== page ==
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Open Access Publications from the University of California

More of a Bridge than a Gap: Gender Differences in Arab-American Political Engagement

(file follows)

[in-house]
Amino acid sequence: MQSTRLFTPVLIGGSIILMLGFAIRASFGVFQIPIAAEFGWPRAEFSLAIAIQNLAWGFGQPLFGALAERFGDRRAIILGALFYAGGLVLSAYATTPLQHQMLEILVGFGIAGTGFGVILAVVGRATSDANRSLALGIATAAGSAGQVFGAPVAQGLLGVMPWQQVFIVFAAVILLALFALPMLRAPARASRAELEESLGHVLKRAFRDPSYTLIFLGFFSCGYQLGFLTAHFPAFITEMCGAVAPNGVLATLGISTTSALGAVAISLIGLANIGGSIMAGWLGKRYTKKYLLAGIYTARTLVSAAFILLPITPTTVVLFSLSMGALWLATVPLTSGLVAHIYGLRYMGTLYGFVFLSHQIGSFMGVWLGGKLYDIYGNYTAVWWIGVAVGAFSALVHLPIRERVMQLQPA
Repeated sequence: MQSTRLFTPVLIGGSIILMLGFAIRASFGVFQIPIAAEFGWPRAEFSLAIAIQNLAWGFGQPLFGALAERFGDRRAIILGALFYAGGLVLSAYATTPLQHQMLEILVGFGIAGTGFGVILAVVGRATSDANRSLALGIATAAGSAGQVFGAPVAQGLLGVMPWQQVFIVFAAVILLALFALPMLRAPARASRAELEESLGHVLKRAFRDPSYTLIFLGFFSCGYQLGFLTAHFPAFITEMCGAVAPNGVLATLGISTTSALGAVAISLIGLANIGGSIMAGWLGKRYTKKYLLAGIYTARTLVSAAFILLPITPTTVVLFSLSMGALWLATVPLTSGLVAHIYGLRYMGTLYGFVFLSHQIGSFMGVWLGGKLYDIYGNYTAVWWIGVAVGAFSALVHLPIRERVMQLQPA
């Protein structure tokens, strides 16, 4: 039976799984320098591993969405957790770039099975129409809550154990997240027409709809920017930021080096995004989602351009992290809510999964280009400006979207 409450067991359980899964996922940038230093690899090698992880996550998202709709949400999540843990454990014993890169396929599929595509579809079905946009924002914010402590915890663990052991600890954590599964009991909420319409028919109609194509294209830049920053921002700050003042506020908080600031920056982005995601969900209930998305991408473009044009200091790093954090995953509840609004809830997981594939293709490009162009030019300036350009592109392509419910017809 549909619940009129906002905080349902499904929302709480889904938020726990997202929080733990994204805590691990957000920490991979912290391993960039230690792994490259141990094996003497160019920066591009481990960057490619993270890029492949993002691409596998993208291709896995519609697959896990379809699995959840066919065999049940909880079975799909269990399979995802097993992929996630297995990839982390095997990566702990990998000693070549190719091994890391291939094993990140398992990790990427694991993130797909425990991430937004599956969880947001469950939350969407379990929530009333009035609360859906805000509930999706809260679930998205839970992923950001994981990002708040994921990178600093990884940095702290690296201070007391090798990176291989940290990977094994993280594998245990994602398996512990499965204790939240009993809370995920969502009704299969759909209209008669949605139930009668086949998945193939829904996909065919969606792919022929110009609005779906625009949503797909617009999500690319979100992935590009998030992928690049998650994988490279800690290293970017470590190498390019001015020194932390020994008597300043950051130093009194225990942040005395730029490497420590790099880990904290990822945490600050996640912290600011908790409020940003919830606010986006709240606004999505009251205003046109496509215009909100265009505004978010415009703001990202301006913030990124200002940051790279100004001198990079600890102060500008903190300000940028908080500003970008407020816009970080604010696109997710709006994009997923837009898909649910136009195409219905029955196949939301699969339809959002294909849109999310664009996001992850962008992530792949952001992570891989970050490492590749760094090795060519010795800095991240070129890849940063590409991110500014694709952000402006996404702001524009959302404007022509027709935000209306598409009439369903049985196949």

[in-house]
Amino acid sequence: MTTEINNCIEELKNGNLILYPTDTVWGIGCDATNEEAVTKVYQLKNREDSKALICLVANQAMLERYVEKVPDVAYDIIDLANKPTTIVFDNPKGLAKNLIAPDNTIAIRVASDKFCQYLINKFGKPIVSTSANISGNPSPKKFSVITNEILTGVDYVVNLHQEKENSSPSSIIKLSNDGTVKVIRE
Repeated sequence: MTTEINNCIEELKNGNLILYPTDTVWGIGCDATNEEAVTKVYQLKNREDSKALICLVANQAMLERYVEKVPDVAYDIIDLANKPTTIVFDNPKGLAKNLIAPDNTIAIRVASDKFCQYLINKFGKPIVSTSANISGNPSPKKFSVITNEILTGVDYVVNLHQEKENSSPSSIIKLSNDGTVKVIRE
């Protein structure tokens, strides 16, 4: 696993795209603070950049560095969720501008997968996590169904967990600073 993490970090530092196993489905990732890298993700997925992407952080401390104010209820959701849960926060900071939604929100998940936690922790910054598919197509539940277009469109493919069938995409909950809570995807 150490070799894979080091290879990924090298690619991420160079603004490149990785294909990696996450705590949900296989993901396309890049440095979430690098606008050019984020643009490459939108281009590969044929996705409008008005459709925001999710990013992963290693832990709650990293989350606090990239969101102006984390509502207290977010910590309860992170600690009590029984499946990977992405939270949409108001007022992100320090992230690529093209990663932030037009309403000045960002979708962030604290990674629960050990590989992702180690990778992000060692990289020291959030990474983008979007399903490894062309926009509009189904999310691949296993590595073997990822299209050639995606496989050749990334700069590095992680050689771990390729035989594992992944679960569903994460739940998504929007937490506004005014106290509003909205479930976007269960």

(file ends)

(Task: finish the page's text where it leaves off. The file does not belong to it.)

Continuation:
Objective. Research on immigrant women’s economic and cultural adaptation has increasingly come to the fore of immigration research, yet relatively little remains known about their engagement in the political arena. This study examines this question among Arab Muslims, a group who has been at the center of much public debate but little scholarly discourse. Methods. Using nationally representative data on Arab Muslims, this study examines gender differences in political consciousness and activity and assesses the degree to which different dimensions of religious identity contribute to differences in men’s and women’s attitudes and behaviors. Results. Both women and men have high levels of political engagement, in part reflecting their relatively affluent socioeconomic positions. Men are slightly more involved than women, and this is explained by their greater participation in religious activities and higher levels of political religiosity. In contrast, subjective dimensions of religiosity—or being a devout Muslim—have no effect on political engagement. Conclusions. Overall, there are few gender differences in Arab Muslim political engagement, suggesting that collective identity based on ethnicity and religion is more salient for the political mobilization of this group. Further, religion is not uniformly associated with political activity, varying by gender and the dimension of religious identity in question, suggesting that future research needs to focus on how different facets of religion influence U.S. political involvement.

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